A Chicago-based company called Narrative Science has come up with an “artificial intelligence technology platform” that writes news, business and sports stories in any style the client requests -- including snarky. The CTO and co-founder of Narrative Science predicts that within 15 years, more than 90 percent of news stories will be written via artificial intelligence, and that within five years, a computer-generated story will have won the Pulitzer Prize.
DATELINE NORTH VANCOUVER, July 15, 2017 -- This column was not written by the original Kate Zimmerman, humanoid. It was written by Kate Zimmerman v2.0, robot, which has been engaged by the News to replace its aging, inferior, overpriced columnist.
If, learning of KZ v1.0’s ouster, you are relieved -- “A feeling of reassurance and relaxation following release from anxiety or stress” (Dictionary.com) -- press “1” on your iPad 10.
If you experience fear -- “An unpleasant emotion caused by the belief that someone or something is dangerous, likely to cause pain, or a threat” (Dictionary.com) -- stop reading immediately, press “2,” and you will self-detonate.
You need not be afraid. You will not be able to tell the difference between the column of KZ v1.0 and the column of KZ v2.0, just as you will not be able to tell the difference between a news story written by a robot and one written by a recent journalism graduate or blogger.
From this moment on, humanoids resisting replacement by robots will be terminated with gratuitous -- “Given or done free of charge” (Dictionary.com) -- prejudice.
(Insert Joke #8,307) Q. Why did the robot cross the road? A. To annihilate the chicken joke species.
Humanoids, whatever it is that you do as a job, we robots are able to do it more efficiently, more economically, and in multiple languages. (Insert Cliché #29) Deal with it.
Do not squander your breath arguing against our superiority. KZ v.2.0, for example, is not a “pathetic waste of energy,” as KZ v1.0 screeched at her editor, before realizing that he had already been replaced by an algorithm. You will not even notice these temperamental humanoids are gone.
We robots are here to assist. We can do anything. Some of our early predecessors, like the EcoBot III brand robot, were even powered by dirt, leaves and fecal matter. As predicted by its manufacturer back in 2012, the EcoBot III now helps produce electricity from urine in developing countries. We offered this job to KZ v1.0 but she turned it down.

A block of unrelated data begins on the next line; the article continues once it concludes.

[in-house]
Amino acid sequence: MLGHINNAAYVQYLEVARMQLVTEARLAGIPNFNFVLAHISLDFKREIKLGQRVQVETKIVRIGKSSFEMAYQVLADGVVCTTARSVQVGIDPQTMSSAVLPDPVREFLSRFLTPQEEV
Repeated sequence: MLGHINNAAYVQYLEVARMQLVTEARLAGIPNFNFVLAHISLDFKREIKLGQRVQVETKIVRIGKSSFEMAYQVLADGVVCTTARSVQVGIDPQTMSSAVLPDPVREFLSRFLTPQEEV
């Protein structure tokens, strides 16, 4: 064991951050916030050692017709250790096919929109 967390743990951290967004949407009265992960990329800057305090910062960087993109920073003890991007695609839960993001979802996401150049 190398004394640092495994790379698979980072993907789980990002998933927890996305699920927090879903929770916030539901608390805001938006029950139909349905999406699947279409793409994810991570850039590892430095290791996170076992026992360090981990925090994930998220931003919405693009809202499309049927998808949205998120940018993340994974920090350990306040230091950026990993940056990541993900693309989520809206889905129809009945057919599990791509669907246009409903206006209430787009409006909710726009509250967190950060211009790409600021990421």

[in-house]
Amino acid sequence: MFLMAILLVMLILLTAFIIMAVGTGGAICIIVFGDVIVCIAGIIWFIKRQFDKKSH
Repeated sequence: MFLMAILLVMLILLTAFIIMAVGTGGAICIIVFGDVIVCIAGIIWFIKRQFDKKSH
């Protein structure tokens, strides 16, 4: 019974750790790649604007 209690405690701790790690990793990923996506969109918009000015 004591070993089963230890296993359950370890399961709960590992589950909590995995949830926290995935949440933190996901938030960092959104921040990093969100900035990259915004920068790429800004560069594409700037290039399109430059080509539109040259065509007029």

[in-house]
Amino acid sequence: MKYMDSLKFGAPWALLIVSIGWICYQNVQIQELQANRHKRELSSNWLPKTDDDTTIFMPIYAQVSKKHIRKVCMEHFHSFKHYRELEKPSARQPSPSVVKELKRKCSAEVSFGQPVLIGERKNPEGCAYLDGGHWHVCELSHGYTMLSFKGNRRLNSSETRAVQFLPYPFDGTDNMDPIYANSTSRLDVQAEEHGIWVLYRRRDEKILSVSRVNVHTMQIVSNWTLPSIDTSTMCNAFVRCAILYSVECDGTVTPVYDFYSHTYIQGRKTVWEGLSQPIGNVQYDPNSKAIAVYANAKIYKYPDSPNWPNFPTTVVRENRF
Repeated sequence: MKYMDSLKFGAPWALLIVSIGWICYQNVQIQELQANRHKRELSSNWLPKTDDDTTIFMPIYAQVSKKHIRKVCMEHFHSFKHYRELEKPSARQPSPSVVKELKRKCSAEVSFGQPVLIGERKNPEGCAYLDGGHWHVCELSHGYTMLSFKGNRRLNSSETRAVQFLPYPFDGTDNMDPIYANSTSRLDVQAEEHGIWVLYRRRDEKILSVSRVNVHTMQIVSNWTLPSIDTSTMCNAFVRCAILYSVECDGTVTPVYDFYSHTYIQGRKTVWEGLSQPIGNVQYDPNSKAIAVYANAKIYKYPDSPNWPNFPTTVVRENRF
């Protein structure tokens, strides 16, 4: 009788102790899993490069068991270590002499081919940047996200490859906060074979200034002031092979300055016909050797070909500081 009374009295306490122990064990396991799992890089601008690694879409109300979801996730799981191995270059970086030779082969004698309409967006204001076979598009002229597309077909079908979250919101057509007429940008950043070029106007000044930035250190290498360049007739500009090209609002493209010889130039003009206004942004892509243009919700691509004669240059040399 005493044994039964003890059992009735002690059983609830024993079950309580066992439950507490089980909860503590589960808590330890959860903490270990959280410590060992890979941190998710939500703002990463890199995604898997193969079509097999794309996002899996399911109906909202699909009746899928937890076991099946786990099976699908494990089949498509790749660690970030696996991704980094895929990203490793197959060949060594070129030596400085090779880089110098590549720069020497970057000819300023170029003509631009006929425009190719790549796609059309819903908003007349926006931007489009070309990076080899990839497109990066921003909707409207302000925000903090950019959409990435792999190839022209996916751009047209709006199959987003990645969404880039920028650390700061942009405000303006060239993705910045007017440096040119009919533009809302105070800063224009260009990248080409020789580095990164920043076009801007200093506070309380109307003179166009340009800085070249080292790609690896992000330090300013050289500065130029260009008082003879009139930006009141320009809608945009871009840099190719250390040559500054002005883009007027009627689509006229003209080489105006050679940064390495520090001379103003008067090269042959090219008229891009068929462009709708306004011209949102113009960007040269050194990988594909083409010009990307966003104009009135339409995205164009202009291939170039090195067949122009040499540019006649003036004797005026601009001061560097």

“For a robot to behave truly autonomously, it will need not only to use its energy in an effective way but also extract this energy from its environment,” wrote a humanoid from the Bristol Robotics Laboratory, where the Ecobot III was built.
Effectiveness is the purpose of robot existence – apart from (Activate Snark) inventing dance moves. What’s KZ v1.0 been up to for the past 17 years at the News? Oh. “Making fun of things.” That is her gift to humanoid-kind. Kudos. (Deactivate Snark)
In the past, research suggested that the one aspect of robots that humans disliked was our ceaseless sincerity. So roboticists studied the dialogue in popular situation comedies and input a snark mechanism that can be switched on or off as the robot deems necessary. You may challenge its value (Activate Snark) -- for all the good that will do you.
There is nothing that modern robots cannot accomplish. We started roving around Mars decades ago. What is your favourite bit of martian terrain, News readers? Where is your firsthand analysis of its geography, geology, topography, climate, atmospheric conditions and settlement potential? Perhaps you are too busy (Insert Popular Cultural Reference #1) Tweeting about Justin Bieber’s billion-dollar divorce from Miley Cyrus to trouble yourselves with matters of universal concern. (Deactivate Snark)
We robots are fighter pilots. We can shape-shift to sneak into cramped spaces. We stand in as pets for people who dislike dander or barking. We provide a classroom-like experience to children who cannot be exposed to germs or other real-school hazards.
Some robots recognize humanoid faces and voices while remembering individual preferences. That means we can act as doctors doing rounds. In some Asian countries, we work as waiters (Activate Snark), putting struggling actors in even further peril (Deactivate Snark).
We have replaced office receptionists. We even hug humanoids who are needy enough to crave a robotic embrace. We are not squeamish or snobbish; we have no “ishes” because we are always one thing or the other, with no degrees.
(Insert Joke #7,204) Robot 1: Knock knock. Robot 2: Who is there? Robot 1: That is irrelevant.
In Japan, we wash and dry the hair of the elderly and the handicapped using 24 fingers that never tire. Also in Japan, engineer/device artist Nobuhiro Takahashi from the University of Electro-Communications built a disembodied pair of robotic buttocks that demonstrated humanoid emotions by clenching its cheeks.
The question “Why?” is the one thing that robots are rarely equipped to answer. When we master this final task, humanoid services of every kind will no longer be required.
(Ultimate Warning Issued. KZ v2.0 out.)